July 16, 2013 9:31

Thom Yorke on Spotify debate: ''In Rainbows' was a statement of trust'

Singer says he and Nigel Godrich are "standing up for fellow musicians" as Radiohead's manager defends the music streaming service

Photo: Next Previous

Photo Gallery: Radiohead

Thom Yorke has defended his position on Spotify, after he and producer Nigel Godrich took to Twitter yesterday to express their views that the streaming service was "bad for new music" before announcing that they would be pulling their material from it.

The debut album from their Atoms For Peace project has been removed from the site, as has Thom Yorke's solo album 'The Eraser'. Godrich explained his position yesterday in a series of tweets criticising the low royalty rates paid to artists – who he said received "f*ck all" from the service.

Producer Stephen Street, who worked with and The Smiths criticised Yorke's position, claiming that Radiohead played a role in devaluing digital music when they allowed fans to pay what they wanted for their 2007 album 'In Rainbows'. "Bit rich coming from Thom Yorke that Spotify doesn't work for new artists," he wrote on Twitter. "It's exactly what I said when Radiohead made their album available for free/ pay what you want a few years back." Street added: "Suits superstars with 10 years of EMI investment behind them. It didn’t help new upcoming artists at all. Gave the wrong message that music had no value. It’s bitten you on the arse Thom!"

Thom Yorke later responded to criticism on Twitter: "Make no mistake new artists you discover on ?#Spotify will no get paid. Meanwhile shareholders will shortly being rolling in it. Simples," he wrote. "'Your small meaningless rebellion is only hurting your fans ... a drop in the bucket really' No we're standing up for our fellow musicians." He added: "For me 'In Rainbows' was a statement of trust. People still value new music…That's all we'd like from Spotify. Don't make us the target."

Meanwhile, Radiohead's co-manager Brian Message has also commented on the debate, saying that Spotify will ultimately offer artists 'equitable remuneration". He told the he told the BBC: "Streaming services are a new way for artists and fans to engage. As a manager of Thom I obviously sit up and take note when he says, 'Listen guys we need to look at how this works'. It’s a healthy debate that’s going on right now...He’s rightly asking the question of, 'What’s in this for new music and new artists?' I think we’re all debating this. [But] as the model gets bigger I think we’ll find a place where artists and managers and all creators can all receive what they regard as equitable remuneration."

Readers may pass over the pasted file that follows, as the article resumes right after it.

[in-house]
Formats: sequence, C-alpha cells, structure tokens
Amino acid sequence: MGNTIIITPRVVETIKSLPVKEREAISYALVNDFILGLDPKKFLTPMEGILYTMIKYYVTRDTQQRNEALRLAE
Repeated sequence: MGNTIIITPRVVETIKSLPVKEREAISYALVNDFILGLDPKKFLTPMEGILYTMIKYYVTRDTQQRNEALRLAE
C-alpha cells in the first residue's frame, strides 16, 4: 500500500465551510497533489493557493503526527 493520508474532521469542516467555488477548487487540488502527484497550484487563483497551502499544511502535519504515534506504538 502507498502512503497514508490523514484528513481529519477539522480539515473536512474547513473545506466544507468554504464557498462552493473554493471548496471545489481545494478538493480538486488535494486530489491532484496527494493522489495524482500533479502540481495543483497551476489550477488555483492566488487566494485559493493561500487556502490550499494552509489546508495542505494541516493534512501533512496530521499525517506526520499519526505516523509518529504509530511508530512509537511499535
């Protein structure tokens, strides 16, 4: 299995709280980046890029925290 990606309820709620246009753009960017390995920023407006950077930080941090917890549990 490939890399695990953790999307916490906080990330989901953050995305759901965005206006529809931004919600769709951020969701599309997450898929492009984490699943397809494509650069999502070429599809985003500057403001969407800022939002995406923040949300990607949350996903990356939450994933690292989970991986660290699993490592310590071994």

Spotify yesterday told NME that its long-term goal is to make sure artists are properly remunerated for putting their music on the service. Radiohead albums such as 'The Bends', 'OK Computer' and 'Kid A' - all released on EMI and all produced by Godrich are still available to stream on Spotify.

Blog: MJ from Hookworms explains where he stands on Spotify as a member of a new band and producer for others.

Read More On This Artist

More News
Leeds Festival 2014: Saturday's action, as it happens
Henry Rollins apologises for newspaper column attacking Robin Williams’ suicide
Jack White covers Beck’s 'Devil’s Haircut' – watch
Nicki Minaj dancer hospitalised after being bitten by snake during 'Anaconda' VMA...
Jake Bugg plays secret show at Reading Festival
Royal Blood draw enormous crowd to NME/BBC Radio 1 Stage at Reading Festival
Deerhoof to release new album ‘La Isla Bonita’
Former Belle & Sebastian bassist writing book about the band
M.I.A. settles £10 million lawsuit with NFL over 2012 Superbowl performance
Former My Chemical Romance frontman Gerard Way opens second day of Leeds Festival 2014
Ex-Stone Temple Pilots man Scott Weiland in bizarre mistaken identity case after imposter arrested
Reading Festival 2014: Saturday as it happens
Arcade Fire do ice-bucket challenge, cover ‘Hot Hot Hot’ in New York - watch
Kasabian announce tiny London concert in aid of Shelter
Metallica, Arcade Fire, Mumford & Sons' agents angry at 'Pay to play'...
Blink-182 close first day of Leeds festival with hits, flames, belching and toilet humour
Queens Of The Stone Age headline Reading Festival for the first time with lights and lasers
Stevie Wonder and Billy Joel among artists to receive ASCAP Centennial Award
John Lennon's killer Mark David Chapman denied parole
Blink-182 bring flames and Union Jack flag to Leeds Festival headline set
Jamie T showcases old and new material at surprise Reading show
Jessie J unveils cover art for new album 'Sweet Talker'

More News

Comments

Please login to add your comment.

Featured Videos
Latest Tickets - Booking Now
 
Know Your NME
 

 
NME Store & Framed Prints
Most Read News
Popular This Week
Inside NME.COM
On NME.COM Today